There was no time for any deviations tonight to check interesting items on the roadside. In fact, I was the first to burst into the kitchen of our large home, Teremoana on the hills above the Heathcote Bridge. When I refused Mum’s buttered scone she stared hard at me, puzzled.

“What’s the matter Alan? Are you sick?”

“No, I’m just tired,” I answered leaving the room and going to the garage where I could spend more time playing with the watch. Despite the half-light it glowed as I repolished its surface. Excited with my new toy, I didn’t hear Mum approach me from behind. She had followed me, evidently suspicious of my unusual behaviour; probably my lack of appetite.

“Where did you get that watch?” she demanded. “No lies now. I want the truth.”

When I had completed my unlikely story Mum believed me.

“Exactly where did you pick it up?” she asked while closely examining the timepiece. After I had satisfied her as to the details, a family conference was held.

Some older sisters suggested that Mum kept the watch, but her answer was instant and decisive.

“There has to be a lawful owner,” she said. “I shall advertise in Saturday’s Press. Should we have no claimant, the watch will have to be left at the police station to provide the owner time to repossess.”

“But, Mum, if it is still unclaimed then it should be yours,” elder brother Peter protested.

Not one family member mentioned the finder’s rights. Now that my treasure was out of my hands or my pockets, I moved on to other things. It was no use crying over a lost watch.

It was late on the Saturday morning when a large and expensive motorcar rolled up our drive and stopped in front of the house. A neatly dressed gentleman stepped out of the driver’s seat and addressed one of my sisters.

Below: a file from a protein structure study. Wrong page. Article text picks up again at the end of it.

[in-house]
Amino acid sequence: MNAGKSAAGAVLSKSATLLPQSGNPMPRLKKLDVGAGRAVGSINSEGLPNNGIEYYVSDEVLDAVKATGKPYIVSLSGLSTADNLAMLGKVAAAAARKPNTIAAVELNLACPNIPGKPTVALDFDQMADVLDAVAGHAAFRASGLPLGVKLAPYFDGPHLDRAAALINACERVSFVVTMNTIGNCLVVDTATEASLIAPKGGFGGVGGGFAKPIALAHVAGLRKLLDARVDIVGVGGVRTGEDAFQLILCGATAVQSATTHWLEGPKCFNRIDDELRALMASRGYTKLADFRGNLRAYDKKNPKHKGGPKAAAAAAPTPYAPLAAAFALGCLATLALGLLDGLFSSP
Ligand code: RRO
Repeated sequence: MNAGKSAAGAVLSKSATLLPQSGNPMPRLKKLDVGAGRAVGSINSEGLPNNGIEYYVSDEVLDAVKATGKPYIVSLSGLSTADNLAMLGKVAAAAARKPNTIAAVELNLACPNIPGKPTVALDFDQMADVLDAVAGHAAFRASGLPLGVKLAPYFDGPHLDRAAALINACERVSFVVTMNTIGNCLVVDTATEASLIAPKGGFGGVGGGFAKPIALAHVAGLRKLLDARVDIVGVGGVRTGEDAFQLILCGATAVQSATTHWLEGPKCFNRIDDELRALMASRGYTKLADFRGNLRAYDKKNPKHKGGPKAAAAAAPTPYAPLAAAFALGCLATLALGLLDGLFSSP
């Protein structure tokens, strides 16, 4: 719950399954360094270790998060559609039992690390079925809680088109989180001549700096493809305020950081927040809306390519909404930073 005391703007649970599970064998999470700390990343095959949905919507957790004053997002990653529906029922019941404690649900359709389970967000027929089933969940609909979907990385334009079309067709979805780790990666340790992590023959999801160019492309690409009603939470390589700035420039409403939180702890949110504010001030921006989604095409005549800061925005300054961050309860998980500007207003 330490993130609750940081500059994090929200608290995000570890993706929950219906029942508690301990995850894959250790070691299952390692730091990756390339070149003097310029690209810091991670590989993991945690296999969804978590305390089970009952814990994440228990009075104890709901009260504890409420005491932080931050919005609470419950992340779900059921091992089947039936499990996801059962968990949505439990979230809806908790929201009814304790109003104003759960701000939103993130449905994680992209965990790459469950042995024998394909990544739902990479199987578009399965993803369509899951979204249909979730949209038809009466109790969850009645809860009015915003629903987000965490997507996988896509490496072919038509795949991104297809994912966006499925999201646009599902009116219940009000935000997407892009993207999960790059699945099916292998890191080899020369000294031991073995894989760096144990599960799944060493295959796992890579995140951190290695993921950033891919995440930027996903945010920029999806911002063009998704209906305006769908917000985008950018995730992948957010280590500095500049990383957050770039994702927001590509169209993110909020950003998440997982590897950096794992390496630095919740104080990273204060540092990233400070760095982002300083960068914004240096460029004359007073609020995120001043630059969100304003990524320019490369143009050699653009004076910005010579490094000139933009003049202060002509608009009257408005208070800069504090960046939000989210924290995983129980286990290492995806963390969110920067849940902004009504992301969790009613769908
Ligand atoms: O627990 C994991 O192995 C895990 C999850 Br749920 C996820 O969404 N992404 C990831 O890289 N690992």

“Would this be the McCabe residence?”

I don’t think Eileen understood the question because she stared at the man and said, “I dunno about that, but it’s where we live.”

As Mum arrived at the door, a large lady wrapped in a heavy fur coat climbed out of the car and joined her husband. They were definitely not relations.

“We’re here in response to your newspaper advertisement regarding the finding of a gold watch,” explained the lady in a posh voice. “I’ve been ever so depressed since I lost mine. Cyril had it imported from Switzerland for my fiftieth birthday. Your description matches perfectly. I placed it in a matchbox as the strap was faulty.”

“Well, this is what Alan found,” Mum said handing over the watch.

“Yes,” said Cyril, examining it closely. “That’s it. What a stroke of jolly good luck.”

“I’m Mrs Harvey-Deans,” cooed the lady looking at me. “Is this the little boy who found my watch?”

“Yes, this is Alan,” said Mum pushing me forward.

I don’t think Mrs Deans wanted to shake my now grubby hand because she wrinkled her nose and looked into the car. She produced a large box of chocolates, which she presented to our Mother. Only the Lord knows how she came by them in wartime, but she said, “I hope you’ll all enjoy this little treat.”

Her husband was busily wiping my brothers’ paw-marks off the car’s shiny door.

“I would really like to reward Alan.”

She handed Mum a ten shilling note and said, “Please open a bank account for this little boy. He’ll always remember honesty pays and it might encourage thrifty ways.”

Mum’s hospitality offer was not uplifted.

“No, no, thank you, Mrs McCabe. We won’t stop for morning tea. Cyril’s due at the Shirley Golf Club at one and I have a late lunch engagement.”

Behind the veneer of joviality, she hadn’t easily disguised her distaste of our old, rambling house (even though it was clean) and the masses of roaming children, all fourteen of us.

“She didn’t understand our free range poultry or our rustic surroundings,” Mum said later.

With a parting, “Thank you,” Mrs Harvey Deans and her husband returned to their Daimler and swept grandly down our rutted drive, almost certainly back to Fendalton.

While some of us cheered as our visitors departed, my younger sisters were already imitating the lady’s voice. Others were talking about honesty and the lady’s clothes and her rings.

A gurgling in my stomach and the good smells coming from the kitchen sent me racing to the table. I didn’t need a watch to tell me it was lunchtime.


This page archived at Perma CC in October of 2016: